GEETA NAYYAR: Well, it was a challenge. First of all, it all comes down to trust. I've known Salesforce for a long time. I was a Salesforce customer, so I was recruited through this network as a pioneer. And again, stay privileged...
BRIAN SOZZI: They dumped you with a job offer, right?
GEETA NAYYAR: Something like that. I think I got a hoodie somewhere along the journey. And look, I'm a mother. There was a moment when my 10 year old was not eligible for vaccination. And the pandemic, in answer to your question earlier, didn't end for us until our whole family was vaccinated, until we were sure it was safe to be out and about. I have a mother who is immunocompromised.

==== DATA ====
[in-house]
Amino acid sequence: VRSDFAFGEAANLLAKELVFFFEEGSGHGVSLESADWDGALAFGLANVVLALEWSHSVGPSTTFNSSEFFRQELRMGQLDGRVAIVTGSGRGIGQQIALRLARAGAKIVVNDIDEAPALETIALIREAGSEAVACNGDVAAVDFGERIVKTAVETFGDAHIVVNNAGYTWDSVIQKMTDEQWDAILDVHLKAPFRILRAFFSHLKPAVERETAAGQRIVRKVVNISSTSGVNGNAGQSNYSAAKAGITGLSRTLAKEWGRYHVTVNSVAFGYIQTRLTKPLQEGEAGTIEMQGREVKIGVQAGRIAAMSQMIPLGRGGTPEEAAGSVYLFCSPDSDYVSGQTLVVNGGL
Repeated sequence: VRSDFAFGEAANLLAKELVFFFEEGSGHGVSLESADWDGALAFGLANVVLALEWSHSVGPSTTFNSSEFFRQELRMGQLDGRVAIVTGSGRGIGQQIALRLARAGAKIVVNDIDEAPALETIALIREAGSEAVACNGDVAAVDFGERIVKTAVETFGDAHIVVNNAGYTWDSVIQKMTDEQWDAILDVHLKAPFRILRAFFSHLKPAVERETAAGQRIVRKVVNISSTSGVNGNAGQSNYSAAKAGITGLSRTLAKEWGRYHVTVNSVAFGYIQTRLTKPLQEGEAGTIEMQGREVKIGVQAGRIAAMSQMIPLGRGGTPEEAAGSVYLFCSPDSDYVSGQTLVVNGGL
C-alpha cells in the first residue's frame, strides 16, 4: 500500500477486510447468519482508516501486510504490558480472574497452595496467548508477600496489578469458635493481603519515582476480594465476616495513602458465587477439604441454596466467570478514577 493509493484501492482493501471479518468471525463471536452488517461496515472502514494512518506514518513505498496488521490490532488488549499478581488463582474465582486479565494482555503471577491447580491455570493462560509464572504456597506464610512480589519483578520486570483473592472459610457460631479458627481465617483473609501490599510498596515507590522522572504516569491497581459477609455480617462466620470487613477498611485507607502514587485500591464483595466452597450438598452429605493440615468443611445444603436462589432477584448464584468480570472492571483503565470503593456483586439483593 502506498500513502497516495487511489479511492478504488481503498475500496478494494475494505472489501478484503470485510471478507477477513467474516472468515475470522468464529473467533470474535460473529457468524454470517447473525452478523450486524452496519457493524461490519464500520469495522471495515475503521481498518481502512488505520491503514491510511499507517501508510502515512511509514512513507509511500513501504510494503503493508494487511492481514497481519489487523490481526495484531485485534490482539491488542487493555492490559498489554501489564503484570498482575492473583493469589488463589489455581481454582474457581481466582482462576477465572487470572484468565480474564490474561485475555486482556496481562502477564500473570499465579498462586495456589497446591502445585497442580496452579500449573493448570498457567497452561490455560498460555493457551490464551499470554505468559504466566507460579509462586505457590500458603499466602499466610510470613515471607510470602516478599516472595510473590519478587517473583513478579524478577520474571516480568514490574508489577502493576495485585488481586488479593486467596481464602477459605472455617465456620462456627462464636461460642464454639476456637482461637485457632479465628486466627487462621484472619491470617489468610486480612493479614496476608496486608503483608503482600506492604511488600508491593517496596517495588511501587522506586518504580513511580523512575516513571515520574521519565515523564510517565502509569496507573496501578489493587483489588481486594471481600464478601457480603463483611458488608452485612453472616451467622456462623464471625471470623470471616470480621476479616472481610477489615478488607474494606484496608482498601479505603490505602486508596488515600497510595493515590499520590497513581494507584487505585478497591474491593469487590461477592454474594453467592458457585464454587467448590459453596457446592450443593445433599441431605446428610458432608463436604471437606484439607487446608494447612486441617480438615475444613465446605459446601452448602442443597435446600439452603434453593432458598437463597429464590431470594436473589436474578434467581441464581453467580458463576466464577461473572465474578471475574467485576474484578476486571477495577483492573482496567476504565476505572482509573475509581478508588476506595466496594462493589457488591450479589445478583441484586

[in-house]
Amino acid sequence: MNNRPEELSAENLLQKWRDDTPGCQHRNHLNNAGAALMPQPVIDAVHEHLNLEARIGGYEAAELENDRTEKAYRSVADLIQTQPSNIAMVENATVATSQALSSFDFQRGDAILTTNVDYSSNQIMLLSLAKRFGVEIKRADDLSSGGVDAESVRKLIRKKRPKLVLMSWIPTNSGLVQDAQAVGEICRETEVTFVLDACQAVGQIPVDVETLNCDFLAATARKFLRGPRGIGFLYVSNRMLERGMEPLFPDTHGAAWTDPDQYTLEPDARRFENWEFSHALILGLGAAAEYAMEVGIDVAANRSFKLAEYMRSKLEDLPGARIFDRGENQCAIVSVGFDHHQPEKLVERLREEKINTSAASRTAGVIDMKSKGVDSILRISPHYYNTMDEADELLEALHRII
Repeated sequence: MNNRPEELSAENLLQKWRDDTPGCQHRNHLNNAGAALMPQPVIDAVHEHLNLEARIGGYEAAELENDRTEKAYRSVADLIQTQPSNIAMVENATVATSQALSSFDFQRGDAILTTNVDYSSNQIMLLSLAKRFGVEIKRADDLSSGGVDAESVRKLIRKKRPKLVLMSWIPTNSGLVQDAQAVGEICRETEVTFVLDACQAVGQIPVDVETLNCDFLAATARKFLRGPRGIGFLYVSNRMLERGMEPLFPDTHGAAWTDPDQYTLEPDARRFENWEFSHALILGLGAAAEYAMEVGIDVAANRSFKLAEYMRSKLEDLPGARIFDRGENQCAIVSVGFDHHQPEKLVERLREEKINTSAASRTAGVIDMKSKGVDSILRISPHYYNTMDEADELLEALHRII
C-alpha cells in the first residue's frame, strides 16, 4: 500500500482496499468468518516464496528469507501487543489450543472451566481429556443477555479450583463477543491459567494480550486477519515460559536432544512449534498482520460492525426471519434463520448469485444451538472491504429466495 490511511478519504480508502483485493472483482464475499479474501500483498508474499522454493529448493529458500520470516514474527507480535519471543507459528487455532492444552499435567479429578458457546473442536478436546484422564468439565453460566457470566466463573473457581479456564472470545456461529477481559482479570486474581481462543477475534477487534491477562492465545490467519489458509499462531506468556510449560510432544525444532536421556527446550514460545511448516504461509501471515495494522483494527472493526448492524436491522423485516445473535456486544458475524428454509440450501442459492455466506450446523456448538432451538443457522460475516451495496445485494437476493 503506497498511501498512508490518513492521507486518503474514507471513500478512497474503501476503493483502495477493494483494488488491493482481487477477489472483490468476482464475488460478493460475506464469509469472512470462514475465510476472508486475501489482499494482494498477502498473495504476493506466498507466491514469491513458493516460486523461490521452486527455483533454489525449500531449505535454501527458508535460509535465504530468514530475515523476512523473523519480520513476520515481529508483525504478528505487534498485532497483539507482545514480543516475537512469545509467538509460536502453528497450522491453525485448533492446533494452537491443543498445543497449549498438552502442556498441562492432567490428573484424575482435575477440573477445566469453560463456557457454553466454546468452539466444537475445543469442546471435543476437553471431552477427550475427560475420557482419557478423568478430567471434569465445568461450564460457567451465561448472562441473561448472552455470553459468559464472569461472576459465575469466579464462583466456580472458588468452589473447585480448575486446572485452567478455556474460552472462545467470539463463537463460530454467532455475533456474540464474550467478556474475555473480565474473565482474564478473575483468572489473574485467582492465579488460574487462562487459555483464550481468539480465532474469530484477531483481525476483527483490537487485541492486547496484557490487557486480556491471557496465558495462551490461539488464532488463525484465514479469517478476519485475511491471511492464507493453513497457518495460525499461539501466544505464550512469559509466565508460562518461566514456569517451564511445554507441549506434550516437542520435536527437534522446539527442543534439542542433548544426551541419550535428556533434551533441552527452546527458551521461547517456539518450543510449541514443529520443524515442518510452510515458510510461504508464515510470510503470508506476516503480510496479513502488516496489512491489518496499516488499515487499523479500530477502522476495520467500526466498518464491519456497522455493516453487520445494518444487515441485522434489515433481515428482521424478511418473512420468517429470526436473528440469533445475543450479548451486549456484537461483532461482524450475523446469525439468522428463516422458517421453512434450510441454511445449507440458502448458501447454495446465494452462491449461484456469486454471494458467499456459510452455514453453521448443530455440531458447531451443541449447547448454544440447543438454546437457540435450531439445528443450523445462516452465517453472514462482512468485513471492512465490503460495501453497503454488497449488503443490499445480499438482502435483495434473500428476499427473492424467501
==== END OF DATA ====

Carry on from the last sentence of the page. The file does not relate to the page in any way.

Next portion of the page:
So there are many challenges that we have faced as a family. And we've just done our best to stay smart and take measured risks. And we are still doing it now and will continue to do so in the new year.
BRIAN SOZZI: And how did you get this job? Just was it an offer? You've always wanted to do this, haven't you?
GEETA NAYYAR: Look, Salesforce is the company everyone wants to work at. And that's how I felt as a customer. I saw what they did for us as a vendor. And I said I want to be a part of it. And because of the pandemic, I saw Salesforce's relevance in healthcare as a growing CRM. I mean, here we are after the pandemic. We are exiting the pandemic.
Virtual grooming is now a tool, just like your stethoscope, just like your prescription pad. So to be able to meet our clients and advise them and really facilitate that doctor-patient relationship on a large scale, at the client's request, look, you could walk your dog and call me and say , I want to check it on my blood pressure. Salesforce made this possible.
BRIAN SOZZI: Don't check my blood pressure.